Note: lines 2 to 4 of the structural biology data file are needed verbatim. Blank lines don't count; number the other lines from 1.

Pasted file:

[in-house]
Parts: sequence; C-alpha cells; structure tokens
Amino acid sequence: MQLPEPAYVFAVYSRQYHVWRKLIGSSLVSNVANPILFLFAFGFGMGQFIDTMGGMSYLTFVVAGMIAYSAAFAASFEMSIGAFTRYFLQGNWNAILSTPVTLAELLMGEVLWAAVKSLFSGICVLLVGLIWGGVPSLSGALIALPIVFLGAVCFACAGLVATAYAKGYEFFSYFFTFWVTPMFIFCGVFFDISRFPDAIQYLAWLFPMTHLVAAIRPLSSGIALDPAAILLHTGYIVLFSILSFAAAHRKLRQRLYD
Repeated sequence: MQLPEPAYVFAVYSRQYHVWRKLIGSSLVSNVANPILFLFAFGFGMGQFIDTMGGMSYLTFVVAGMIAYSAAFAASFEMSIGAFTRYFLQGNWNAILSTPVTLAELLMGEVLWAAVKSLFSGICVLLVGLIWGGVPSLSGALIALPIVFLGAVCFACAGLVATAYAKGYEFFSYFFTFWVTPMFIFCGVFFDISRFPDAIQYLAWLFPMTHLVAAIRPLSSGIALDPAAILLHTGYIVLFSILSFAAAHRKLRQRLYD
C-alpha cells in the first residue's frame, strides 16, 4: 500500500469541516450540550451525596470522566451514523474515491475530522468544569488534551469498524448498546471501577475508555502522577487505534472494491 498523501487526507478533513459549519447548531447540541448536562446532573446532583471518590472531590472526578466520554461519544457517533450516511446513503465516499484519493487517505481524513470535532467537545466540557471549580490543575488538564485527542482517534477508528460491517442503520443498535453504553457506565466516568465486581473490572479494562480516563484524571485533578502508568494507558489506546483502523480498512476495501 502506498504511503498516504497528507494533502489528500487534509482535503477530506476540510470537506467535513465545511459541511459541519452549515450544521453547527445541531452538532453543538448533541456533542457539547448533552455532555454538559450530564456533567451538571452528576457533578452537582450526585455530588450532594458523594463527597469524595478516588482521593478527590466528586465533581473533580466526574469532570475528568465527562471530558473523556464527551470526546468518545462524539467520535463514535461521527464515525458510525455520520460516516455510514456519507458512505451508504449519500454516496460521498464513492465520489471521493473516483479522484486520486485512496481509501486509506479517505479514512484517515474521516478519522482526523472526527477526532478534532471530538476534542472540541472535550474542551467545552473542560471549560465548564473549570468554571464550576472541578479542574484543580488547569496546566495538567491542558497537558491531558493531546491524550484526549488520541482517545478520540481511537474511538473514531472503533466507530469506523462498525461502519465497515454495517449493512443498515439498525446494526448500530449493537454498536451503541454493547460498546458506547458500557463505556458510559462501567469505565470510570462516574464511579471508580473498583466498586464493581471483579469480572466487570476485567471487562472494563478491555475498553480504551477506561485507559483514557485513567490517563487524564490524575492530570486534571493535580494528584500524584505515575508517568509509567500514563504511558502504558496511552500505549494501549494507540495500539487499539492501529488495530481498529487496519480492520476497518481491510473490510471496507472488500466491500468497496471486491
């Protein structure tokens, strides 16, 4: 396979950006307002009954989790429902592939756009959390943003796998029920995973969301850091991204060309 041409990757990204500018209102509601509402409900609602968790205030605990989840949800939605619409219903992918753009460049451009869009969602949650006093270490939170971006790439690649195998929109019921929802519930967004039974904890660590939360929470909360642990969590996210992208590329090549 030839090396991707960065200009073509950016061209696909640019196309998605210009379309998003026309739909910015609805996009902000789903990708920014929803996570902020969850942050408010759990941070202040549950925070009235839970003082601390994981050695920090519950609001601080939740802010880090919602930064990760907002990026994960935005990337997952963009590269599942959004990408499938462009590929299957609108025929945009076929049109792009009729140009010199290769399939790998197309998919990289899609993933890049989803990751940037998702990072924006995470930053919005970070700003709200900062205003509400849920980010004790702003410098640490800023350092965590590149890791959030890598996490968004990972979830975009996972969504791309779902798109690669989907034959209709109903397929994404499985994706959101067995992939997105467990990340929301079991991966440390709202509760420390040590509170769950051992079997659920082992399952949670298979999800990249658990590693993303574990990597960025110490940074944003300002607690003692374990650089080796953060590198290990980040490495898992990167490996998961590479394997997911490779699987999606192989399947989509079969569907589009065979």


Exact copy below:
Parts: sequence; C-alpha cells; structure tokens
Amino acid sequence: MQLPEPAYVFAVYSRQYHVWRKLIGSSLVSNVANPILFLFAFGFGMGQFIDTMGGMSYLTFVVAGMIAYSAAFAASFEMSIGAFTRYFLQGNWNAILSTPVTLAELLMGEVLWAAVKSLFSGICVLLVGLIWGGVPSLSGALIALPIVFLGAVCFACAGLVATAYAKGYEFFSYFFTFWVTPMFIFCGVFFDISRFPDAIQYLAWLFPMTHLVAAIRPLSSGIALDPAAILLHTGYIVLFSILSFAAAHRKLRQRLYD
Repeated sequence: MQLPEPAYVFAVYSRQYHVWRKLIGSSLVSNVANPILFLFAFGFGMGQFIDTMGGMSYLTFVVAGMIAYSAAFAASFEMSIGAFTRYFLQGNWNAILSTPVTLAELLMGEVLWAAVKSLFSGICVLLVGLIWGGVPSLSGALIALPIVFLGAVCFACAGLVATAYAKGYEFFSYFFTFWVTPMFIFCGVFFDISRFPDAIQYLAWLFPMTHLVAAIRPLSSGIALDPAAILLHTGYIVLFSILSFAAAHRKLRQRLYD